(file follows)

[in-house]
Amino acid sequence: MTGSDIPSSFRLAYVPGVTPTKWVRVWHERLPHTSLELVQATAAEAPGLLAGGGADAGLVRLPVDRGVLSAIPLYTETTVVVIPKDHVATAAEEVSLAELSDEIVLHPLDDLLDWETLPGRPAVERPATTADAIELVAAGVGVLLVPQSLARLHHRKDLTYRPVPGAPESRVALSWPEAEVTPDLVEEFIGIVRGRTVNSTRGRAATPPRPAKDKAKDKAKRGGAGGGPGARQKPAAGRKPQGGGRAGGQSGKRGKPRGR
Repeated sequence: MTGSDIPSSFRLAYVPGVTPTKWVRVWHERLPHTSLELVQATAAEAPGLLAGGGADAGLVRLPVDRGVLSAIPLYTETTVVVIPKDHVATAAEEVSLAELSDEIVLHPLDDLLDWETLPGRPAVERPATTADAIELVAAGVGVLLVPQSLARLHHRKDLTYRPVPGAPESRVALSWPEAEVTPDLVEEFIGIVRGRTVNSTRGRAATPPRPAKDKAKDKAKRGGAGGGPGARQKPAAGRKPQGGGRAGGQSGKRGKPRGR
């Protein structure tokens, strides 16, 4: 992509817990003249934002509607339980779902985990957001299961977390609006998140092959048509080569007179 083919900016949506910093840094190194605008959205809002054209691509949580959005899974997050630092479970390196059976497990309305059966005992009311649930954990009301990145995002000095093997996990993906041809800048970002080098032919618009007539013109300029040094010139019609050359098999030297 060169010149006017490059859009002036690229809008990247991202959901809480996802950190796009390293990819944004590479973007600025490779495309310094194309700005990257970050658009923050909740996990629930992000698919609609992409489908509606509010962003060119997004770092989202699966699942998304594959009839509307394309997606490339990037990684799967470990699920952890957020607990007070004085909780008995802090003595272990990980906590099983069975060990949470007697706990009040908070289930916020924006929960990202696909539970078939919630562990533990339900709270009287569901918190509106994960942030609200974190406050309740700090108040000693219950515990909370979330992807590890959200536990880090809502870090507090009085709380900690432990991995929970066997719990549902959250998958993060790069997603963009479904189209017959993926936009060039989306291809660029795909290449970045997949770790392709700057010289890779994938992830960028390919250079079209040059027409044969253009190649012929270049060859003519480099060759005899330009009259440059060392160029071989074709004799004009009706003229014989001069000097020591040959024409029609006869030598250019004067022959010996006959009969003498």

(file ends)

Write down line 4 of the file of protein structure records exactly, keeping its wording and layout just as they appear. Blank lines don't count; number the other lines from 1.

């Protein structure tokens, strides 16, 4: 992509817990003249934002509607339980779902985990957001299961977390609006998140092959048509080569007179 083919900016949506910093840094190194605008959205809002054209691509949580959005899974997050630092479970390196059976497990309305059966005992009311649930954990009301990145995002000095093997996990993906041809800048970002080098032919618009007539013109300029040094010139019609050359098999030297 060169010149006017490059859009002036690229809008990247991202959901809480996802950190796009390293990819944004590479973007600025490779495309310094194309700005990257970050658009923050909740996990629930992000698919609609992409489908509606509010962003060119997004770092989202699966699942998304594959009839509307394309997606490339990037990684799967470990699920952890957020607990007070004085909780008995802090003595272990990980906590099983069975060990949470007697706990009040908070289930916020924006929960990202696909539970078939919630562990533990339900709270009287569901918190509106994960942030609200974190406050309740700090108040000693219950515990909370979330992807590890959200536990880090809502870090507090009085709380900690432990991995929970066997719990549902959250998958993060790069997603963009479904189209017959993926936009060039989306291809660029795909290449970045997949770790392709700057010289890779994938992830960028390919250079079209040059027409044969253009190649012929270049060859003519480099060759005899330009009259440059060392160029071989074709004799004009009706003229014989001069000097020591040959024409029609006869030598250019004067022959010996006959009969003498």